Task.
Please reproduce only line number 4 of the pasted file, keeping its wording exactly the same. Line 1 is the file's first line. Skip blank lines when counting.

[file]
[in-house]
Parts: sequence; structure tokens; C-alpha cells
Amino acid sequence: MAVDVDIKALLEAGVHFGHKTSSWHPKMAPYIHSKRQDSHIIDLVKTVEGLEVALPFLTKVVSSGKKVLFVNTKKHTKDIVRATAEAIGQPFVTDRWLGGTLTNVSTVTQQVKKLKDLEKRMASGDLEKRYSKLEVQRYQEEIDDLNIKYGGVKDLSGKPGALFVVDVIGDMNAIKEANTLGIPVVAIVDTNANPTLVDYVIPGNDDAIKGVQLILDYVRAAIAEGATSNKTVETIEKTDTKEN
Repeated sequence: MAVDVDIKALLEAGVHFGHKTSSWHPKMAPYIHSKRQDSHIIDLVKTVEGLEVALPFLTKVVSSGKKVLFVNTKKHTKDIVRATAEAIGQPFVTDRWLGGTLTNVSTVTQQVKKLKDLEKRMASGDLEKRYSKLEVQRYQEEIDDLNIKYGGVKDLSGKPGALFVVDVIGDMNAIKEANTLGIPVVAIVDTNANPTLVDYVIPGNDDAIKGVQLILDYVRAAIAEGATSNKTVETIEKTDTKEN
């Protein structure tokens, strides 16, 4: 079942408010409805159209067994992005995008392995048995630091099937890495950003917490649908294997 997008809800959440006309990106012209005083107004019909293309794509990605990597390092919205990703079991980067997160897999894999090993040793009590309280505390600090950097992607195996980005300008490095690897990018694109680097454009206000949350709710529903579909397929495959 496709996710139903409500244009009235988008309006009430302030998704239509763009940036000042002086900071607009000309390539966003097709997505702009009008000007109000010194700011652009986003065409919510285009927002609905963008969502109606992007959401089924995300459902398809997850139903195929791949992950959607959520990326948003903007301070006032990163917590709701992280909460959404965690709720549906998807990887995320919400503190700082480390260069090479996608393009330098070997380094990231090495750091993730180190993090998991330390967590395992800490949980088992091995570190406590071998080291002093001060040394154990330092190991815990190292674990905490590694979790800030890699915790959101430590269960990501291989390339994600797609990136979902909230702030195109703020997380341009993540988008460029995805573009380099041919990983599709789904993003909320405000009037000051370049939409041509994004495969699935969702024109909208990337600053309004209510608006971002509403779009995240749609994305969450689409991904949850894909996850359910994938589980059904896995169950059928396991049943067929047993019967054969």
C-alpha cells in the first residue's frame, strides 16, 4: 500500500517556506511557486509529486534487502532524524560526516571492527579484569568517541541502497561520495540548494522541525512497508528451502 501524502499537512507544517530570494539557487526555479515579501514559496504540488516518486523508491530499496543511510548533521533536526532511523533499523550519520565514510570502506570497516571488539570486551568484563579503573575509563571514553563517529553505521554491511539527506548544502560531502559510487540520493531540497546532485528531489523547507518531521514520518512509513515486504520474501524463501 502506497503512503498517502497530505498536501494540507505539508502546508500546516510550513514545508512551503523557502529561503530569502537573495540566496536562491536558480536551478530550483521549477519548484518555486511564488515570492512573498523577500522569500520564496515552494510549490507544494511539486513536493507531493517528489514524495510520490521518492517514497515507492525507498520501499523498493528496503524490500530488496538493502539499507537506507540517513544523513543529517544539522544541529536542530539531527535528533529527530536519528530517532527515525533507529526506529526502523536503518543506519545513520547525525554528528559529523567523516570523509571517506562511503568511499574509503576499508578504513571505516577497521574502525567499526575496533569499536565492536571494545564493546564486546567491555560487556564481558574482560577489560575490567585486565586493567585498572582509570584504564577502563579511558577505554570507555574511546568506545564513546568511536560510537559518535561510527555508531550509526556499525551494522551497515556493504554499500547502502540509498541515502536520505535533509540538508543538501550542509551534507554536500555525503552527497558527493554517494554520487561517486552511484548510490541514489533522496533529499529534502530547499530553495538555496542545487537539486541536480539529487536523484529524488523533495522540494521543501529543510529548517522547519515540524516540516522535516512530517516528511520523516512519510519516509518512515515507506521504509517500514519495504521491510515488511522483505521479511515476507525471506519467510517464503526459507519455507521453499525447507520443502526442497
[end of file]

Repeated sequence: MAVDVDIKALLEAGVHFGHKTSSWHPKMAPYIHSKRQDSHIIDLVKTVEGLEVALPFLTKVVSSGKKVLFVNTKKHTKDIVRATAEAIGQPFVTDRWLGGTLTNVSTVTQQVKKLKDLEKRMASGDLEKRYSKLEVQRYQEEIDDLNIKYGGVKDLSGKPGALFVVDVIGDMNAIKEANTLGIPVVAIVDTNANPTLVDYVIPGNDDAIKGVQLILDYVRAAIAEGATSNKTVETIEKTDTKEN